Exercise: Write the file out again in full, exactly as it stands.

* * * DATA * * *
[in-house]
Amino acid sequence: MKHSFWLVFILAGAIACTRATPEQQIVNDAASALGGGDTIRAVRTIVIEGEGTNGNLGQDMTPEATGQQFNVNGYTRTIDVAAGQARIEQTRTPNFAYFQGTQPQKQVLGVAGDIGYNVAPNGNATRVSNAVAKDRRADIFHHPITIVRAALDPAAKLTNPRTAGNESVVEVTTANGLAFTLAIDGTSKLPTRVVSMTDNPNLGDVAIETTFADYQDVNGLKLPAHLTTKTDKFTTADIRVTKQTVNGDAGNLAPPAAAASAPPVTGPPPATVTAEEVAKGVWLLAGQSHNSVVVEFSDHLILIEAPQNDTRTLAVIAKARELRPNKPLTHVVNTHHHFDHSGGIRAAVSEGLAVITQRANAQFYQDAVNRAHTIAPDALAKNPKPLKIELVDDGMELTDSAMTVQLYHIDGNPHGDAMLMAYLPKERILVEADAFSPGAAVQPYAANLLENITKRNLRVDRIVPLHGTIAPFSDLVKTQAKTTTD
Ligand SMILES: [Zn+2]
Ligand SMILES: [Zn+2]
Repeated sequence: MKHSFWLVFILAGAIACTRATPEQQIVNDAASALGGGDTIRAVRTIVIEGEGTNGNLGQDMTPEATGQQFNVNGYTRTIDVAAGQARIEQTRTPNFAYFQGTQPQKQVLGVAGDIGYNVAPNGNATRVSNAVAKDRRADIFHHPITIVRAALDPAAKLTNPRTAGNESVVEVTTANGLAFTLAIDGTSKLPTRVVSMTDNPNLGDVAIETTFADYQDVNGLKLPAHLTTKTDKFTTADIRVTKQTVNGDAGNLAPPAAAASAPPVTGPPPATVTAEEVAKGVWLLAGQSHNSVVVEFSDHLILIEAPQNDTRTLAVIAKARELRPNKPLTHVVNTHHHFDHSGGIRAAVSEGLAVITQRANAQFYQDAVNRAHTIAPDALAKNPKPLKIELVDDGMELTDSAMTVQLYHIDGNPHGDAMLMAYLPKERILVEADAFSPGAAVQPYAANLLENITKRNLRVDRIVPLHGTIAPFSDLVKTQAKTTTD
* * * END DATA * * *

[in-house]
Amino acid sequence: MKHSFWLVFILAGAIACTRATPEQQIVNDAASALGGGDTIRAVRTIVIEGEGTNGNLGQDMTPEATGQQFNVNGYTRTIDVAAGQARIEQTRTPNFAYFQGTQPQKQVLGVAGDIGYNVAPNGNATRVSNAVAKDRRADIFHHPITIVRAALDPAAKLTNPRTAGNESVVEVTTANGLAFTLAIDGTSKLPTRVVSMTDNPNLGDVAIETTFADYQDVNGLKLPAHLTTKTDKFTTADIRVTKQTVNGDAGNLAPPAAAASAPPVTGPPPATVTAEEVAKGVWLLAGQSHNSVVVEFSDHLILIEAPQNDTRTLAVIAKARELRPNKPLTHVVNTHHHFDHSGGIRAAVSEGLAVITQRANAQFYQDAVNRAHTIAPDALAKNPKPLKIELVDDGMELTDSAMTVQLYHIDGNPHGDAMLMAYLPKERILVEADAFSPGAAVQPYAANLLENITKRNLRVDRIVPLHGTIAPFSDLVKTQAKTTTD
Ligand SMILES: [Zn+2]
Ligand SMILES: [Zn+2]
Repeated sequence: MKHSFWLVFILAGAIACTRATPEQQIVNDAASALGGGDTIRAVRTIVIEGEGTNGNLGQDMTPEATGQQFNVNGYTRTIDVAAGQARIEQTRTPNFAYFQGTQPQKQVLGVAGDIGYNVAPNGNATRVSNAVAKDRRADIFHHPITIVRAALDPAAKLTNPRTAGNESVVEVTTANGLAFTLAIDGTSKLPTRVVSMTDNPNLGDVAIETTFADYQDVNGLKLPAHLTTKTDKFTTADIRVTKQTVNGDAGNLAPPAAAASAPPVTGPPPATVTAEEVAKGVWLLAGQSHNSVVVEFSDHLILIEAPQNDTRTLAVIAKARELRPNKPLTHVVNTHHHFDHSGGIRAAVSEGLAVITQRANAQFYQDAVNRAHTIAPDALAKNPKPLKIELVDDGMELTDSAMTVQLYHIDGNPHGDAMLMAYLPKERILVEADAFSPGAAVQPYAANLLENITKRNLRVDRIVPLHGTIAPFSDLVKTQAKTTTD